Stockpile whatever you can while your relatives are alive, for future dna tests. Save hair. What about chewing gum (saliva)? Or old envelopes/stamps (if they licked them)? Hair from a hairbrush? From a pillow sounds good.
      If I knew that these sorts of tests were possible in the future, I would have collected hair.
      If you don't want to risk your mom being treated badly/coldly by her cousins, leave her out of it. You can tell the cousins about YDNA testing and say you want to know the ydna of your maternal greatgrandfather and find more cousins. Ask them if they will take the 23andme test. Then you can also test. They should show up as second cousins to you.
      Good Luck

      Also collect family photos and stories while you can. Of my 8 greatgrandparents, I've seen photos of only 3 of them.

      Comment


      • #4
        Thanks to both of you. You're right I wont sneak a sample. Rainbow I like your suggestion about asking my mom's male cousins that I want to know the YDN of my maternal great-grandfather. However, we have geneological records of his ancestors, so I need an alternative suggestions to use. Any ideas?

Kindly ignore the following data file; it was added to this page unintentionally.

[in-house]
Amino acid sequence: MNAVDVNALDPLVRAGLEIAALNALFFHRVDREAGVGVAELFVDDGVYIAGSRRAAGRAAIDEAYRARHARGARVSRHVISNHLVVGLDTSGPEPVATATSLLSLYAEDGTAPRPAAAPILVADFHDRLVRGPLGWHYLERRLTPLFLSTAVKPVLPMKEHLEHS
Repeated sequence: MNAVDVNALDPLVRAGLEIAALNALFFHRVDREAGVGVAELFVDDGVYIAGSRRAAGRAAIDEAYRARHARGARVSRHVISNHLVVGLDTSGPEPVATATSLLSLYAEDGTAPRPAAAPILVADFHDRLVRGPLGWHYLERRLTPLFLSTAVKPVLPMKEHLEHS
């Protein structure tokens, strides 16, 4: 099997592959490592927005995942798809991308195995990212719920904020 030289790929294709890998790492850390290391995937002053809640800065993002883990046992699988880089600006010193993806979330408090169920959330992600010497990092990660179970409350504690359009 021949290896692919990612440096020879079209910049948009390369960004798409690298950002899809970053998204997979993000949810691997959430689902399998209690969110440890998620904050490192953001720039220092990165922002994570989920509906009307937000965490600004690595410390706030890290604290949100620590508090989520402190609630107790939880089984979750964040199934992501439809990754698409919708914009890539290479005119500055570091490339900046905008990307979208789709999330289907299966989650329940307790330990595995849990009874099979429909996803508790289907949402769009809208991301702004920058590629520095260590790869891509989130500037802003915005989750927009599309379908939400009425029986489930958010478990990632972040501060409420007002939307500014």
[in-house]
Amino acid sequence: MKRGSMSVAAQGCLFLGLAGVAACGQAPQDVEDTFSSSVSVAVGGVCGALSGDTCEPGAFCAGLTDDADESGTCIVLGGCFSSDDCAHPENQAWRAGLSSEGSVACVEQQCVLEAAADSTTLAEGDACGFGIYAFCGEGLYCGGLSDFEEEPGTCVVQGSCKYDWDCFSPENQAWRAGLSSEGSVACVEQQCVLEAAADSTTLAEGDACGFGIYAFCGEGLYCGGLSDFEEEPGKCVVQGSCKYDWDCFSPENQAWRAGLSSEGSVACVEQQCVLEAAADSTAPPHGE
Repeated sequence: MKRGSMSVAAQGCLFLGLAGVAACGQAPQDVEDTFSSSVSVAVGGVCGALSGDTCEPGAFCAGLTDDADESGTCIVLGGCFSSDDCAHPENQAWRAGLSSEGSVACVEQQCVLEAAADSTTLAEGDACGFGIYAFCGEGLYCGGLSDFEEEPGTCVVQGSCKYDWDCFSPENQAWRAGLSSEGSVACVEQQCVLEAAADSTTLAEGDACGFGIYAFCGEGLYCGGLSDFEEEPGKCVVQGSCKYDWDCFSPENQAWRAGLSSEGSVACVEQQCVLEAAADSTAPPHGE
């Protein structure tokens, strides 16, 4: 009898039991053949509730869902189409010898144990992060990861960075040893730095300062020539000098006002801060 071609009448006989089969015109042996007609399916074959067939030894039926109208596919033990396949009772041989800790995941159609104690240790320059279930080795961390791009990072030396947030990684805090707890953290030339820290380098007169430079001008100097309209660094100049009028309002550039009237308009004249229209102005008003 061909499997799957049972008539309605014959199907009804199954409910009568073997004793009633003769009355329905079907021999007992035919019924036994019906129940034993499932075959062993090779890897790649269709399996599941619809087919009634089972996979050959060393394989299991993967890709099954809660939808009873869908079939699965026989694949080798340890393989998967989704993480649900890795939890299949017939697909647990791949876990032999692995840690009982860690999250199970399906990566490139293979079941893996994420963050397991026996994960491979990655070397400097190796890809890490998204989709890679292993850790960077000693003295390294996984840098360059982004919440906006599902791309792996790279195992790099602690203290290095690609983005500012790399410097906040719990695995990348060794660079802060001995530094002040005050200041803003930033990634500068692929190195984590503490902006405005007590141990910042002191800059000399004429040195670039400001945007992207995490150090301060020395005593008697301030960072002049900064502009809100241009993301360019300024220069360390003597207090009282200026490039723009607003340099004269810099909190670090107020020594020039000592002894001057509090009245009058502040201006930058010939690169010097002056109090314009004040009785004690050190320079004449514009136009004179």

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        • #5
          1) Tell them the truth!!! A sample collected any other way is subject to contamination and the results isn't worth the paper it is written on. If they don't want to help have the courtesy to respect their wishes.

          2) Family Finder can tell you if there is a recent common ancestor but it won't tell you who that ancestor was or the relationship to that person. It is possible it might find one you didn't expect.

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          • #6
            Originally posted by Jim Barrett View Post
            1) Tell them the truth!!! A sample collected any other way is subject to contamination and the results isn't worth the paper it is written on. If they don't want to help have the courtesy to respect their wishes.

            2) Family Finder can tell you if there is a recent common ancestor but it won't tell you who that ancestor was or the relationship to that person. It is possible it might find one you didn't expect.